Rammelsberg: Over 1,700 Years of Mining History

Many who question the worth of metal mining seem to do so from a politically derived and often entrenched position. "Without the forces of international capitalism there wouldn't be environmentally destructive activities such as mining" might be a characteristic summary statement of such a viewpoint. In these pages we have attempted to demonstrate that metal mining is one of the most sustainable activities of any society, and that it is not an industry exclusive to any political structure. Metals have been mined to sustain human needs for thousands of years, from Prehistoric times through the Middle Ages, industrial capital driven economies and 20th Century communist and socialist societies. What this indicates plainly is that metals have been required irrespective of technological levels of achievement or political structures. So why associate mining with capitalism? Would there be more mining under capitalism? History suggests otherwise as we have demonstrated with the example of the Soviet Union.

There is no better example of the forgoing than Rammelsberg, Germany. Mined originally for silver in the third century AD it was in continuous production for silver, lead, tin and zinc until finally shutting down in 1988. It is now a UNESCO World Heritage Site because of the unique testimony to human innovation that the mining installation represent:

the mines bear outstanding testimony to mining installations and practices in Europe, both in terms of surface and underground remains, particularly from the Middle Ages and the Renaissance period.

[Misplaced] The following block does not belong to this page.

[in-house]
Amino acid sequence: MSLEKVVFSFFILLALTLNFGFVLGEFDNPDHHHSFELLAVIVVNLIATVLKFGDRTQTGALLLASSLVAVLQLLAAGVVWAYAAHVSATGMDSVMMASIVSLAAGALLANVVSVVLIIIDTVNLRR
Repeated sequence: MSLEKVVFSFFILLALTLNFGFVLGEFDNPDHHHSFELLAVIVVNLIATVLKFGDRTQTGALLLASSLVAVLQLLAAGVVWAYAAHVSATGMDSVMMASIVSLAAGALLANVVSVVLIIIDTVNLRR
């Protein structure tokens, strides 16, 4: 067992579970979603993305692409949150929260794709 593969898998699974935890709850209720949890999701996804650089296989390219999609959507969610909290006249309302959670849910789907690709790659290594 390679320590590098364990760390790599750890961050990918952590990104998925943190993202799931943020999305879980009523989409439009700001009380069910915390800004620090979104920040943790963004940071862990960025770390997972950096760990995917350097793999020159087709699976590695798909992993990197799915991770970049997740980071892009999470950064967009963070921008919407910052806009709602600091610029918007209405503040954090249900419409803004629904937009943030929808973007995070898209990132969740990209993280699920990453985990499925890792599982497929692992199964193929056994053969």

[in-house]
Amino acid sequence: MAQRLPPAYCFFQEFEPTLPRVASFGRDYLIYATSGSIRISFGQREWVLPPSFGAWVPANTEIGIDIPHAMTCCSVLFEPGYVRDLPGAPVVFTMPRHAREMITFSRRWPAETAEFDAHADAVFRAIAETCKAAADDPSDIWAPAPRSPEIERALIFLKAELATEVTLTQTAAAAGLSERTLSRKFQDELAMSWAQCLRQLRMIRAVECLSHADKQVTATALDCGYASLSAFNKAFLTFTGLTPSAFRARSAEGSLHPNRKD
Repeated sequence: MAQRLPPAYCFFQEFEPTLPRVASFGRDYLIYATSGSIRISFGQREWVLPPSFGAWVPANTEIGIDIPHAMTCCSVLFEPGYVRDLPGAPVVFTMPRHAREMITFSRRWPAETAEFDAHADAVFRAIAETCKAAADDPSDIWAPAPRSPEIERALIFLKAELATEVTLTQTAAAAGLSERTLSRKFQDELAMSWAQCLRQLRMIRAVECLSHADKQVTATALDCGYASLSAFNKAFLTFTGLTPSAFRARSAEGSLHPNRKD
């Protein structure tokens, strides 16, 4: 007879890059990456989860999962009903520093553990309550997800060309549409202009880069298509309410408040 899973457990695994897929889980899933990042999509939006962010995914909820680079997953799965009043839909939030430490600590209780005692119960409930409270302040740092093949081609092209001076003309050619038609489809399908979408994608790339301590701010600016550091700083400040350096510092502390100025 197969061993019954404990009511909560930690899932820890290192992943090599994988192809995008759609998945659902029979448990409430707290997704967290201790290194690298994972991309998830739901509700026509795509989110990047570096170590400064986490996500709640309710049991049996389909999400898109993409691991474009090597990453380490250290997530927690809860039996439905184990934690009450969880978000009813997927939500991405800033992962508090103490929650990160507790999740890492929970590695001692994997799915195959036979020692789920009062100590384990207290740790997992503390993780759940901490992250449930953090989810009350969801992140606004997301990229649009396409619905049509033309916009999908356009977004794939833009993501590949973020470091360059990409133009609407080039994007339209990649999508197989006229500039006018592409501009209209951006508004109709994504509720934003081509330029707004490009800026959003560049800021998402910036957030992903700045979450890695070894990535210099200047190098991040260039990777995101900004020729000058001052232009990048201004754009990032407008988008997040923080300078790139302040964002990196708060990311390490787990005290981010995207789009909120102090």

The ores of Rammelsberg were mined by the Anglo Saxons, Cistercian monks, Medieval kings, Dukes, the Holy Roman Emperor and the National Socialists during World War II, none of which can be accused of being capitalists. But they were just exploiting what the ancients had found and were not able to drill to seek new deposits. This advance may well create yet another boom in Rammelsberg as the Danish based mineral exploration firm Scandinavian Highlands attempts to find new silver-lead-zinc mineralisation which would provide the world an additional source of of much needed metal. In the meantime the metal already mined from Rammelsberg, over a 1,700 year stretch continues to be recycled and used. Everyday. For all generations since and to come. This is the true mark of sustainability.